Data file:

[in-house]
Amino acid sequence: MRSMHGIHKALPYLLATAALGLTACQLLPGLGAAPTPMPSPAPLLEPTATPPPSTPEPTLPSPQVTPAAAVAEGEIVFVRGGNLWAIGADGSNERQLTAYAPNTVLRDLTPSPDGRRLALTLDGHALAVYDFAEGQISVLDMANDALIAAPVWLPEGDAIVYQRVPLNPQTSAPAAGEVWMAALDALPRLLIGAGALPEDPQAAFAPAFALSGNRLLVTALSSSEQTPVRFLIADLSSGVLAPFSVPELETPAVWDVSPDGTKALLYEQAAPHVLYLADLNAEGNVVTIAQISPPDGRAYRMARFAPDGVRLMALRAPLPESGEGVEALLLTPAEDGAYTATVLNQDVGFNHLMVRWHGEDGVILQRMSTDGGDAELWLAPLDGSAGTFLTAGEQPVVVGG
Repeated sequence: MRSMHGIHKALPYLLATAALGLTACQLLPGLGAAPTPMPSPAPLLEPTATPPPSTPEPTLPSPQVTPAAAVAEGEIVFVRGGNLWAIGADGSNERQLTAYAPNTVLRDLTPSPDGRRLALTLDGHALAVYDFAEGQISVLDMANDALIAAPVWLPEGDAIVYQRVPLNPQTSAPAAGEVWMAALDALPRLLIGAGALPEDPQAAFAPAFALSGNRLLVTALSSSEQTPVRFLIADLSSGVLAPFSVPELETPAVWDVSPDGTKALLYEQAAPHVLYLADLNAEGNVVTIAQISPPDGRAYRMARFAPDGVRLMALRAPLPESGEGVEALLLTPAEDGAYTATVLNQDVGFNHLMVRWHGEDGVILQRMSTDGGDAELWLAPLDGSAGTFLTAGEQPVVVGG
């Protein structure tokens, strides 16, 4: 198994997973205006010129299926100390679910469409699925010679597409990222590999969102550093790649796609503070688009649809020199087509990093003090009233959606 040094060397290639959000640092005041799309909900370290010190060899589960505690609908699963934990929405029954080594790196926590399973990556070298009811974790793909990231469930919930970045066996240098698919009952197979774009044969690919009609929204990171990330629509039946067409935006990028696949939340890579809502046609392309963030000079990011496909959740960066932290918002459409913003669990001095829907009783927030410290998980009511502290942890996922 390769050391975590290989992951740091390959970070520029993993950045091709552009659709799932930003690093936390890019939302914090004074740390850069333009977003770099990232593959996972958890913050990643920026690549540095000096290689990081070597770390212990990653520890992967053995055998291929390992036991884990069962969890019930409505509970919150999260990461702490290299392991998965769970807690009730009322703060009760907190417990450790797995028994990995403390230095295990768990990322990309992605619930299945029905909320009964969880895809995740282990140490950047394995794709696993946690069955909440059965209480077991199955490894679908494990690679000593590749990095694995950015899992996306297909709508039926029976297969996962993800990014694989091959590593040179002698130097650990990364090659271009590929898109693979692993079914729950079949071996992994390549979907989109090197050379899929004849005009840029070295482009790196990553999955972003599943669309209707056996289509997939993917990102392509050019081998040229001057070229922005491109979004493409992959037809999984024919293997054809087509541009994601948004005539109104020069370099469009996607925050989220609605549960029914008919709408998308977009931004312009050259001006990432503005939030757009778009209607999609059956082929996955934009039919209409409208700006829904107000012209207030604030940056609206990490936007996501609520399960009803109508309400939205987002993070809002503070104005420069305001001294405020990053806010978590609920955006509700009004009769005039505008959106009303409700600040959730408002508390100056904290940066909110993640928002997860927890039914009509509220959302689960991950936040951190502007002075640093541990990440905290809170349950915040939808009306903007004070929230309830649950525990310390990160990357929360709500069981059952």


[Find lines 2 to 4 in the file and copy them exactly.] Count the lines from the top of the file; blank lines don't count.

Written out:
Amino acid sequence: MRSMHGIHKALPYLLATAALGLTACQLLPGLGAAPTPMPSPAPLLEPTATPPPSTPEPTLPSPQVTPAAAVAEGEIVFVRGGNLWAIGADGSNERQLTAYAPNTVLRDLTPSPDGRRLALTLDGHALAVYDFAEGQISVLDMANDALIAAPVWLPEGDAIVYQRVPLNPQTSAPAAGEVWMAALDALPRLLIGAGALPEDPQAAFAPAFALSGNRLLVTALSSSEQTPVRFLIADLSSGVLAPFSVPELETPAVWDVSPDGTKALLYEQAAPHVLYLADLNAEGNVVTIAQISPPDGRAYRMARFAPDGVRLMALRAPLPESGEGVEALLLTPAEDGAYTATVLNQDVGFNHLMVRWHGEDGVILQRMSTDGGDAELWLAPLDGSAGTFLTAGEQPVVVGG
Repeated sequence: MRSMHGIHKALPYLLATAALGLTACQLLPGLGAAPTPMPSPAPLLEPTATPPPSTPEPTLPSPQVTPAAAVAEGEIVFVRGGNLWAIGADGSNERQLTAYAPNTVLRDLTPSPDGRRLALTLDGHALAVYDFAEGQISVLDMANDALIAAPVWLPEGDAIVYQRVPLNPQTSAPAAGEVWMAALDALPRLLIGAGALPEDPQAAFAPAFALSGNRLLVTALSSSEQTPVRFLIADLSSGVLAPFSVPELETPAVWDVSPDGTKALLYEQAAPHVLYLADLNAEGNVVTIAQISPPDGRAYRMARFAPDGVRLMALRAPLPESGEGVEALLLTPAEDGAYTATVLNQDVGFNHLMVRWHGEDGVILQRMSTDGGDAELWLAPLDGSAGTFLTAGEQPVVVGG
């Protein structure tokens, strides 16, 4: 198994997973205006010129299926100390679910469409699925010679597409990222590999969102550093790649796609503070688009649809020199087509990093003090009233959606 040094060397290639959000640092005041799309909900370290010190060899589960505690609908699963934990929405029954080594790196926590399973990556070298009811974790793909990231469930919930970045066996240098698919009952197979774009044969690919009609929204990171990330629509039946067409935006990028696949939340890579809502046609392309963030000079990011496909959740960066932290918002459409913003669990001095829907009783927030410290998980009511502290942890996922 390769050391975590290989992951740091390959970070520029993993950045091709552009659709799932930003690093936390890019939302914090004074740390850069333009977003770099990232593959996972958890913050990643920026690549540095000096290689990081070597770390212990990653520890992967053995055998291929390992036991884990069962969890019930409505509970919150999260990461702490290299392991998965769970807690009730009322703060009760907190417990450790797995028994990995403390230095295990768990990322990309992605619930299945029905909320009964969880895809995740282990140490950047394995794709696993946690069955909440059965209480077991199955490894679908494990690679000593590749990095694995950015899992996306297909709508039926029976297969996962993800990014694989091959590593040179002698130097650990990364090659271009590929898109693979692993079914729950079949071996992994390549979907989109090197050379899929004849005009840029070295482009790196990553999955972003599943669309209707056996289509997939993917990102392509050019081998040229001057070229922005491109979004493409992959037809999984024919293997054809087509541009994601948004005539109104020069370099469009996607925050989220609605549960029914008919709408998308977009931004312009050259001006990432503005939030757009778009209607999609059956082929996955934009039919209409409208700006829904107000012209207030604030940056609206990490936007996501609520399960009803109508309400939205987002993070809002503070104005420069305001001294405020990053806010978590609920955006509700009004009769005039505008959106009303409700600040959730408002508390100056904290940066909110993640928002997860927890039914009509509220959302689960991950936040951190502007002075640093541990990440905290809170349950915040939808009306903007004070929230309830649950525990310390990160990357929360709500069981059952």